Global Studies Symposium Reveals Challenges of European Politics
By Charlotte Walton
The “Micro and Macro Aspects of European Security: Global Studies Symposium” was excellent in showcasing the modern realities facing countries all over the world. Speakers from Hungary and Poland joined the faculty of the Department of Political Science & International Affairs. The event was held on January 24 in the David Potter Special Collections room in Dahlonega’s Library Technology Center.
Dr. Nathan Price, Assistant Professor on the Blue Ridge campus, who is currently working on a paper on Brexit, is evaluating whether this will result in a “hard” or “soft” exit. He evaluated the perceived democratic deficit in the European Union, and evaluated the effect of repeat referendums on the legal system in the European Union. He evaluated Denmark and Ireland as his sample states, and explained that these states’ citizens voted differently in referendums, but not because their opinions changed. They voted differently because they believed that their vote would not matter, and if they voted the same as before the government would only call for another referendum. This phenomenon was not repeated after there was a vote for Brexit and the previous prime minister, David Cameron, decided to accept the vote in the name of true democracy. Four million people called for a revote, and once the recall was denied the Conservative party was divided. There are not yet simple answers for the complex issues that Brexit poses, but Dr. Price expects that the people’s will prevail.
Dr. Megan Hauser, Lecturer on the Dahlonega campus, presented her research on boycotted elections in post-Soviet states. She found that the most important measures of the states’ elections were their degree of competitiveness and the level of incumbent dominance. She examined 88 elections in post-Soviet states. Among the reasons for boycotts in post-Soviet states, Dr. Hauser said, is that individuals who boycott tend not to vote in elections because they either seek to discredit the operating regime or achieve some longer term goal of the non-voting populace. Dr. Hauser found that election boycotts tend to occur in countries with lower GDP and in areas where opposition actors expect a level of manipulation and fraud in their elections.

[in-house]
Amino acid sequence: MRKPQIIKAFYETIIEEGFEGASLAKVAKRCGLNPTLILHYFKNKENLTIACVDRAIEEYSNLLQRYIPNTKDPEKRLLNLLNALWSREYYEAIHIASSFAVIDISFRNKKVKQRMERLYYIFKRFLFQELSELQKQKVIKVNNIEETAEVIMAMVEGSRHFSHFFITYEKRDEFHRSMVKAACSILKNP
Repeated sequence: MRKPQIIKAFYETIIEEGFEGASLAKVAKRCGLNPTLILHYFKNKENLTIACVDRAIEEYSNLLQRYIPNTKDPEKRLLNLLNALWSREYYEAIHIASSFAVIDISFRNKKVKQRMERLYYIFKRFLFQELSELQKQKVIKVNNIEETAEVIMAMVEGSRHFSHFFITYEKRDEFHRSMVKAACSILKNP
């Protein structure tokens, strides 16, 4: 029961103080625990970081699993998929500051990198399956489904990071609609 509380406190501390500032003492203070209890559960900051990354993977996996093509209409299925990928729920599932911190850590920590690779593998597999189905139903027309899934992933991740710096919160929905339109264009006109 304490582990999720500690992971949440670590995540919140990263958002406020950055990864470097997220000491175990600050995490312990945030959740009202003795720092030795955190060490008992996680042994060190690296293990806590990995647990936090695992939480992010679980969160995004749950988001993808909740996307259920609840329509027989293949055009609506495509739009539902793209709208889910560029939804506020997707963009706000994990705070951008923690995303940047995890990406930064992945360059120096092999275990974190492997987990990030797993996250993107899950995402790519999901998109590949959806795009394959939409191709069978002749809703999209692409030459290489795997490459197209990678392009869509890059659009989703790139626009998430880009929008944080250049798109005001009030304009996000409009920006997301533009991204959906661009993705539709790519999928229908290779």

First Lieutenant Taksas Balazs of the National University of Public Service in Budapest, Hungary spoke of the contemporary challenges when supporting military powers in a nation. He explained that there must exist the technology, supply security, and economic support in order to be able to support a thriving defense industry. Dr. Balazs explained that nations must analyze their commodity chains , and be able to provide for all levels of production if need be. This independence is hard to attain, however, due to political, geographical, and sometimes direct market risks. Dr. Balazs emphasized the importance of nations understanding the possession of the entire value chain.
Colonel Tomasz Smal, dean of the Department of Management at the Military University of Land Forces in Wroclaw, Poland explained the logistical challenges that nations face during military operations and how these challenges are to be solved. Dr. Smal noted that the success of the current battlespace is dependent of the efficiency of logistics. He observed that future skirmishes will be on a smaller scale than known in the past and will focus largely on improving intelligence. Dr. Smal offered several logistical considerations when dealing with warfare, such as transportation, technology, and the repair and obtainment of lost resources. Dr. Smal showcased the calculator that his forces use to identify whether a resource is recoverable or not, and explained Poland’s view on standard and expedient repair.
Foreign and home based thought on European security was thoroughly fleshed out at the Symposium. This event was sponsored by the Department of Political Science and International Affairs and the Georgia National Guard.